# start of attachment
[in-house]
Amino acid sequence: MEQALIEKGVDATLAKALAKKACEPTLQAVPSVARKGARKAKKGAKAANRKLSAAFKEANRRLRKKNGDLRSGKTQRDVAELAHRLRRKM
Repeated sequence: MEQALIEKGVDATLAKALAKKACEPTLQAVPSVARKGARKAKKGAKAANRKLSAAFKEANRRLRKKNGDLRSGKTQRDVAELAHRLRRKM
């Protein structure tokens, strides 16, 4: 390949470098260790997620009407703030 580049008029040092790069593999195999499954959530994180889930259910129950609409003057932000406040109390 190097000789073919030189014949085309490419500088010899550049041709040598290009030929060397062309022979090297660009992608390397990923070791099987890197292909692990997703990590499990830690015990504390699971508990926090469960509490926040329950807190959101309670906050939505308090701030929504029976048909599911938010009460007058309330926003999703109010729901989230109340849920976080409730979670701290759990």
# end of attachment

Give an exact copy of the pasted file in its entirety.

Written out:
[in-house]
Amino acid sequence: MEQALIEKGVDATLAKALAKKACEPTLQAVPSVARKGARKAKKGAKAANRKLSAAFKEANRRLRKKNGDLRSGKTQRDVAELAHRLRRKM
Repeated sequence: MEQALIEKGVDATLAKALAKKACEPTLQAVPSVARKGARKAKKGAKAANRKLSAAFKEANRRLRKKNGDLRSGKTQRDVAELAHRLRRKM
């Protein structure tokens, strides 16, 4: 390949470098260790997620009407703030 580049008029040092790069593999195999499954959530994180889930259910129950609409003057932000406040109390 190097000789073919030189014949085309490419500088010899550049041709040598290009030929060397062309022979090297660009992608390397990923070791099987890197292909692990997703990590499990830690015990504390699971508990926090469960509490926040329950807190959101309670906050939505308090701030929504029976048909599911938010009460007058309330926003999703109010729901989230109340849920976080409730979670701290759990």